Scientific evidence to support the recommendations for best practice made in FCCT's soil carbon project.
National (and global) levels
Greenhouse gases - current levels of atmospheric CO2 this year exceeded an uprecedented level of 400ppm. Warnings of runaway climate change in this century are starkly laid out by the IPCC in their latest report. Farming is responsible for approximately 8% of national emissions, though this rises to 19% when all import to the farming system are included. Carbon seqeustration potential ranges from 2% to 20% of total anthropogenic emissions.
Legal targets - the UK Government is legally committed to reducing greenuose gas (GHGs) by 80% on 1990 levels by 2050. The UK agricultural sector is committed to a reduction of 3 million tonnes of CO2e by 2020, of which carbon sequestration in soils is considered a major mechanism.
Food security - soil underpins the prouduction of all arable, livestock, and horticultural food products. These soils must have adequate organic matter levels, minimum target levels of 3-5% have been set. Curent soil organic matter levels in the UK are considered to be well below these levels. Enhancing food security is especially important in the face of intensifying climate change.
Soil fertility - a reliance on artificial fertilisers is both incompatible with cliamte change targets, but also exposes food production to resource depletion, especially phopshorus, oil and gas. Furthermore by applying artificial fertilisers, soil carbon levels can fall further through lack of organic matter, and reduced soil microbial activity.
Offsets - imported products for agriculture are a source of significant GHG emissions. For example, imported soy grown on land cleared from rainforest (e.g. Brazil) could be substituted to a large degree by forage from carbon rich soils in the UK.
National asset - healthy and fertile soils are one of the nation's greatest assets.
Society and landscapes
Food - soils with higher carbon levels produce food with higher nutrient density, and those with higher biological activity produce food with higher trace element levels. Food quality in terms of nutrient density and pesticide toxicity is lower now than before widespread industrialised agriculture. Furthermore food security is improved by increasing soil carbon levels.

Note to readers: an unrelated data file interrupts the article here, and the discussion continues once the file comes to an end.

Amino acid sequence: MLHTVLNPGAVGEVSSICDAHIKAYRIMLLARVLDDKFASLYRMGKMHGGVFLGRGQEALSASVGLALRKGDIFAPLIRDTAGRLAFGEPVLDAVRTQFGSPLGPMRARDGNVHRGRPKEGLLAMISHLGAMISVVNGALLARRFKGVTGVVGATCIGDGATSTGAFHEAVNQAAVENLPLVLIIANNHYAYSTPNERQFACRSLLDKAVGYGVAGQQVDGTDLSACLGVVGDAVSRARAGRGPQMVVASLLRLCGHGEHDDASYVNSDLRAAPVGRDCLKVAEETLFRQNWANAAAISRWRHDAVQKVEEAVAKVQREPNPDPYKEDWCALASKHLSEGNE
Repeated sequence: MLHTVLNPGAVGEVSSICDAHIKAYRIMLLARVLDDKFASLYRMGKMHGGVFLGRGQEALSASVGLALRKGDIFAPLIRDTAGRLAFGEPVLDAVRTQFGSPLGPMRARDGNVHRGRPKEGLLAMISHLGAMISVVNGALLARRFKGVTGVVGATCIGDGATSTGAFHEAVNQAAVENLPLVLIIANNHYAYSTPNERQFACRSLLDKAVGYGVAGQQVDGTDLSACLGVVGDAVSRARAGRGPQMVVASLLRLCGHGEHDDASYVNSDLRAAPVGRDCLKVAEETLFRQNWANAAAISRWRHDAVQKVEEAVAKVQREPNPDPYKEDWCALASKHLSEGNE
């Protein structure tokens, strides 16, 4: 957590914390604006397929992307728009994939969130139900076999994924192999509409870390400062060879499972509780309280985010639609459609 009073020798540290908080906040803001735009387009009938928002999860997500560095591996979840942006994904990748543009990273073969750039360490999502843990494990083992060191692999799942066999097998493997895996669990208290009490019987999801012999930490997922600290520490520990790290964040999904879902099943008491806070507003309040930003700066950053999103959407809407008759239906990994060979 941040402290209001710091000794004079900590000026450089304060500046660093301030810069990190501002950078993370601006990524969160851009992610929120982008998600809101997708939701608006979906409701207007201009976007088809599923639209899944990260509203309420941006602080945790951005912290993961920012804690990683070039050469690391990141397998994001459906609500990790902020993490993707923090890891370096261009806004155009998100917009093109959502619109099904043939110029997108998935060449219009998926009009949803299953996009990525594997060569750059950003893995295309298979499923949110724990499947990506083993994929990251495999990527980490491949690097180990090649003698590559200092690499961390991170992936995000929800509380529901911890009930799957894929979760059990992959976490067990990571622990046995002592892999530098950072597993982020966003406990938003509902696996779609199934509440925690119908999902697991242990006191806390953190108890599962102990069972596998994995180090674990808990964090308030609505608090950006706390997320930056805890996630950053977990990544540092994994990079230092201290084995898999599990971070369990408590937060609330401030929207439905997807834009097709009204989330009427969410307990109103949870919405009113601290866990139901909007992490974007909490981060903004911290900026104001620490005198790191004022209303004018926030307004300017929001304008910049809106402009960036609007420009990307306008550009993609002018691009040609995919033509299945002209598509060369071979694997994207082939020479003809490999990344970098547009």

Water - in soils with higher carbon levels (especially when combined with cover cropping) water quality is improved, water holding capacity is increased substantially, drought resistance is better, soil erosion is reduced, water courses have less sedimentation and the risk of flooding is also reduced.
Biodiversity - below soil biodiversity in carbon rich soils, is far higher than soils with low carbon levels. As soil underpins the farmland ecosystem, biodoversity above ground is also likely to be higher. Furthermore, an approach to farm magement that considers more than just yields would also likely result in better management of hedges, woodland and non-cropping areas on-farm, all of which are valuable and long-term carbon stores. The well-being of people who expericne wildlife from farms is improved.
Soil quality - low soil organic matter (carbon) levels leads to compaction, waterlogging and drought. Higher soil carbon levels makes soils more workable, which in turn reduces the power required for cultivations and also reduces weed burdens. Organic matter has very positive impacts on soil structure, fertility and workability.
Soil fertility - good soil carbon levels produce good soils, with good fertility levels. Lower inputs of artificial fertilisers are needed if soil carbon levels are elevated, therefore farmers save costs and reduce their GHG emissions significantly. For example one tonne of ammonium nitrate creates over 7 tonnes of CO2e in production and application.
Profitability - costs are reduced through lower inputs of bought-in fertilisers, lower cultivation costs and weed burdens and a reduced need for irrigation. Meanwhile income can be increased through better fertility levels and water availability, and therefore productivity, with a possible future subsidy payment for carbon sequestration.